Once a government has introduced a paper currency, they then expand the currency supply through deficit spending, printing even more of the currency to cover that spending, and through credit creation based on fractional reserve banking (something we’ll cover later on). Then, usually due to war or some other national emergency, like foreign governments or the local population trying to redeem their demand notes (bank runs), the government will suspend redemption rights because they don’t have enough gold and silver to cover all of the paper they have printed, and poof! You have a fiat currency.

Here’s the dirty little secret: Fiat currency is designed to lose value. Its very purpose is to confiscate your wealth and transfer it to the government. Each time the government prints a new dollar and spends it, the government gets the full purchasing power of that dollar. But where did that purchasing power come from? It was secretly stolen from the dollars you hold. As each new dollar enters circulation it devalues all the other dollars in existence because there are now more dollars chasing the same amount of goods and services. This causes prices to rise. It is the insidious stealth tax known as inflation, robbing you of your wealth like a thief in the night.

Throughout the centuries, gold and silver have battled it out with fiat currency, and the precious metals have always won. Gold and silver revalue themselves automatically through the free market system, balancing themselves against the fiat currency in the process. This is a pattern that has been repeating and repeating since the first great currency crash in Athens in 407 B.C. Whenever an investor detects the beginning of one of these battles, the opportunities (according to history) to accumulate great wealth in a very short period of time are enormous.

It always seems to start the same way. Energy builds as the currency supply is expanded, and then, through natural human instincts, the coming crash is felt by the masses, and suddenly, in an explosive move and in a relatively short amount of time, gold and silver will revalue themselves to account for the currency that has been created in the meantime, and then some. If you see the writing on the wall and then take action before the masses do, your purchasing power will grow exponentially as gold and silver grow in value relative to an inflated currency. If you don’t, you’re in for a wipeout.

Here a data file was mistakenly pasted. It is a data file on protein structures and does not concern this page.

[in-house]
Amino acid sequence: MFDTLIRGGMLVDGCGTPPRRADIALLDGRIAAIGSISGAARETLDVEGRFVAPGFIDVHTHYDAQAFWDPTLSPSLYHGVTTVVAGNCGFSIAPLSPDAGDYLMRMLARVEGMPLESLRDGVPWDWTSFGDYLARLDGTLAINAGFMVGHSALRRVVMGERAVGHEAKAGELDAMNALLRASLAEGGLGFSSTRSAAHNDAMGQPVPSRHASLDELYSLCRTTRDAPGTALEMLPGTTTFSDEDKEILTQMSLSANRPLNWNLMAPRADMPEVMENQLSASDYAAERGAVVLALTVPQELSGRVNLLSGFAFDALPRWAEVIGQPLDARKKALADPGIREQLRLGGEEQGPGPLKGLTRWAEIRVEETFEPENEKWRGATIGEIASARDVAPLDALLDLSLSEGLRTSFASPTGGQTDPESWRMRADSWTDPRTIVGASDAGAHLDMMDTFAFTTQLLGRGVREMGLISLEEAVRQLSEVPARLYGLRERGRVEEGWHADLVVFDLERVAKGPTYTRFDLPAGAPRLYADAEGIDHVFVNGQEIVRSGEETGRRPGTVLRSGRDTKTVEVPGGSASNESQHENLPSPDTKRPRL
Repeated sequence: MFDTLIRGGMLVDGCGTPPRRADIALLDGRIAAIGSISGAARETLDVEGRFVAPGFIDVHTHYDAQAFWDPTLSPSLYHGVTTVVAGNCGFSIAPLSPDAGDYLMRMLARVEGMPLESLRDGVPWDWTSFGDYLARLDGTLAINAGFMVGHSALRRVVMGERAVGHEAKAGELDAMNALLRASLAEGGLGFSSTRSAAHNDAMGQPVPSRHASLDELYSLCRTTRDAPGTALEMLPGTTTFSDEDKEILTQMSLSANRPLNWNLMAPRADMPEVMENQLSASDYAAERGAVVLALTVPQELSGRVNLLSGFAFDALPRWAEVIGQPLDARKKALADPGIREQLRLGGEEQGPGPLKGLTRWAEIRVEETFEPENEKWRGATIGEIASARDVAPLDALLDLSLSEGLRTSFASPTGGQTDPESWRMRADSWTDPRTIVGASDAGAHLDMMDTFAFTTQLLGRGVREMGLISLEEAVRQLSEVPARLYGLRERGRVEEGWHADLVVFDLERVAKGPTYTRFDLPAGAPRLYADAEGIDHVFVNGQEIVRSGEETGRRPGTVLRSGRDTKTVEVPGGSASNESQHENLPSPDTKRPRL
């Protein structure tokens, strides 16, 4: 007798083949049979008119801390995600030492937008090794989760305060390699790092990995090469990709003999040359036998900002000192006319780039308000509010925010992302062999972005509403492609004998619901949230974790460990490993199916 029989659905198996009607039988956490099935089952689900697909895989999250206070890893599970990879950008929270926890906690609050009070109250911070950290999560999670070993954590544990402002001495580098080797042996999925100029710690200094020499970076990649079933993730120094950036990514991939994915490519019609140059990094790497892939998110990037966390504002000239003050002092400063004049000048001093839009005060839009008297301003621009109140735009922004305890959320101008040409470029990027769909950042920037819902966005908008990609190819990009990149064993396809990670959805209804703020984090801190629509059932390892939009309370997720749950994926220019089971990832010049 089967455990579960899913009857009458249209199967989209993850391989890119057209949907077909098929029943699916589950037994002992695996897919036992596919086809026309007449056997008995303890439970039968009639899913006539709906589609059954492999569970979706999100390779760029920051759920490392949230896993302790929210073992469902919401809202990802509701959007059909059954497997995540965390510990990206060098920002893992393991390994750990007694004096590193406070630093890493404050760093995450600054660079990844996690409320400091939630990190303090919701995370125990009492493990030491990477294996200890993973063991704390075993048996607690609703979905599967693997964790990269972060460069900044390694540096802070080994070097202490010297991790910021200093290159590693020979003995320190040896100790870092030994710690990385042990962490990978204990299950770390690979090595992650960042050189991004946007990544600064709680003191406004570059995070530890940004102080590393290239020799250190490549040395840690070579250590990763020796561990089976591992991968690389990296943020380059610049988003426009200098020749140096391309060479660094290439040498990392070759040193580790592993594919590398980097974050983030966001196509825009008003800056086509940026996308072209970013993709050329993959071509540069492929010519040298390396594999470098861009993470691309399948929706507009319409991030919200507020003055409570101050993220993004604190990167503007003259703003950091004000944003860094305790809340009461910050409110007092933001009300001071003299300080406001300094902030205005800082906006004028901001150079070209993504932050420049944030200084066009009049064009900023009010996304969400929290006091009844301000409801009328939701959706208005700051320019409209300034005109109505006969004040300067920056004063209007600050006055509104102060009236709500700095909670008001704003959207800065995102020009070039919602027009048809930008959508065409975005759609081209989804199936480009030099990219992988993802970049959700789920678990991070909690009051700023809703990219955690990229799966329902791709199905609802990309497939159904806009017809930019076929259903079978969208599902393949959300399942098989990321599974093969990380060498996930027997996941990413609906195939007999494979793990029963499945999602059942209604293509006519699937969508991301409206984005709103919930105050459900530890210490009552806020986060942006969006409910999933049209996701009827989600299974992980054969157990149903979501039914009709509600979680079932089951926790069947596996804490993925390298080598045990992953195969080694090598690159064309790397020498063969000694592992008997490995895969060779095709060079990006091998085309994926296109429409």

These heavyweight bouts between fiat currency and gold and silver can end one of two ways:

  1. A technical decision, where the fiat currency becomes an asset backed by gold or silver again.


  1. A knockout blow that is the death of the fiat currency.

Either way, gold and silver are always declared the victors. They are always the reigning heavyweight champions of the world. But you don’t have to take my word for it. Let’s see what history has to say.
It’s all Greek to me

Winston Churchill once said, “The farther backward you can look, the farther forward you are likely to see.” So in the spirit of Churchill, we are going to look back… way back to the time of the Greeks.

Gold and silver have been the predominant currency for 4,500 years, but they became money in Lydia, in about 680 B.C. when they were minted into coins of equal weight in order to make trade easier and smoother. But it was when coinage first made its appearance in Athens that it truly flourished. Athens was the world’s first democracy. They had the world’s first free-market system and working tax system. This made possible those amazing architectural public works like the Parthenon.

Indeed for many years the Athens star shone brightly. If you’ve studied your history, then you know they are considered one of the great civilizations of all time. You’ll also know that their civilization fell a long time ago. So what happened? Why did such a great and powerful civilization like Athens fall? The answer lies in the same pattern we can see time and time again throughout history: too much greed leading to too much war.

Athens flourished under their new monetary system. Then they became involved in a war that turned out to be much longer and far more costly than they anticipated (sound familiar?). After twenty-two years of war, their resources waning and most of their money spent, the Athenians came up with a very clever way to continue funding the war. They began to debase their money in an attempt to soldier on. In a stroke of genius the Athenians discovered that if you take in 1,000 coins in taxes and mix 50 percent copper in with your gold and silver you can then spend 2,000 coins! Does this sound familiar to you? It should… it’s called deficit spending, and our government does it every second of every day.